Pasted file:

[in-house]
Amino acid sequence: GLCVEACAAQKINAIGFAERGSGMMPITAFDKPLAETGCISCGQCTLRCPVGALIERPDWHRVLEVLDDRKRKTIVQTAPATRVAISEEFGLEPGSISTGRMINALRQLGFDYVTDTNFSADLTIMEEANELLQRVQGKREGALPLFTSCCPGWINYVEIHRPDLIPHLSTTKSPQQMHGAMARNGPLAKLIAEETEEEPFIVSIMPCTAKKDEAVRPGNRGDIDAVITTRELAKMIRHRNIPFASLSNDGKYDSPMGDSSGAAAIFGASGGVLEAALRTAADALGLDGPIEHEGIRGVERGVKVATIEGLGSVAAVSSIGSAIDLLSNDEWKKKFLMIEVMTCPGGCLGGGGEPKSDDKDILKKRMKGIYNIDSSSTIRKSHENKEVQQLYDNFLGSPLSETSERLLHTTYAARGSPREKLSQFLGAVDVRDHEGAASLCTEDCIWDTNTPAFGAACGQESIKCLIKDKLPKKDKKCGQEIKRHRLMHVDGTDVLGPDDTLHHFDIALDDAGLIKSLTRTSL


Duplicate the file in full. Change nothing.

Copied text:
[in-house]
Amino acid sequence: GLCVEACAAQKINAIGFAERGSGMMPITAFDKPLAETGCISCGQCTLRCPVGALIERPDWHRVLEVLDDRKRKTIVQTAPATRVAISEEFGLEPGSISTGRMINALRQLGFDYVTDTNFSADLTIMEEANELLQRVQGKREGALPLFTSCCPGWINYVEIHRPDLIPHLSTTKSPQQMHGAMARNGPLAKLIAEETEEEPFIVSIMPCTAKKDEAVRPGNRGDIDAVITTRELAKMIRHRNIPFASLSNDGKYDSPMGDSSGAAAIFGASGGVLEAALRTAADALGLDGPIEHEGIRGVERGVKVATIEGLGSVAAVSSIGSAIDLLSNDEWKKKFLMIEVMTCPGGCLGGGGEPKSDDKDILKKRMKGIYNIDSSSTIRKSHENKEVQQLYDNFLGSPLSETSERLLHTTYAARGSPREKLSQFLGAVDVRDHEGAASLCTEDCIWDTNTPAFGAACGQESIKCLIKDKLPKKDKKCGQEIKRHRLMHVDGTDVLGPDDTLHHFDIALDDAGLIKSLTRTSL